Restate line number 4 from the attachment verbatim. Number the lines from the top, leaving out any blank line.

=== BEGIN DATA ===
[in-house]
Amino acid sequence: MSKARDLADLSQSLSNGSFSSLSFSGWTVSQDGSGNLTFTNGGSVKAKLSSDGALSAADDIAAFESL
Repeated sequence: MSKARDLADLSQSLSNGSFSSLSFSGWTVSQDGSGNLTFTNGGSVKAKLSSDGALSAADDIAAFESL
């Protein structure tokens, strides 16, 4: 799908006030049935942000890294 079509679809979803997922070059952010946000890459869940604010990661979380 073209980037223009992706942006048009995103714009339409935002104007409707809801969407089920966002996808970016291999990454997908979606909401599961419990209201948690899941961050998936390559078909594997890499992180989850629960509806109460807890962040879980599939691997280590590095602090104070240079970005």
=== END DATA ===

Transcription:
């Protein structure tokens, strides 16, 4: 799908006030049935942000890294 079509679809979803997922070059952010946000890459869940604010990661979380 073209980037223009992706942006048009995103714009339409935002104007409707809801969407089920966002996808970016291999990454997908979606909401599961419990209201948690899941961050998936390559078909594997890499992180989850629960509806109460807890962040879980599939691997280590590095602090104070240079970005």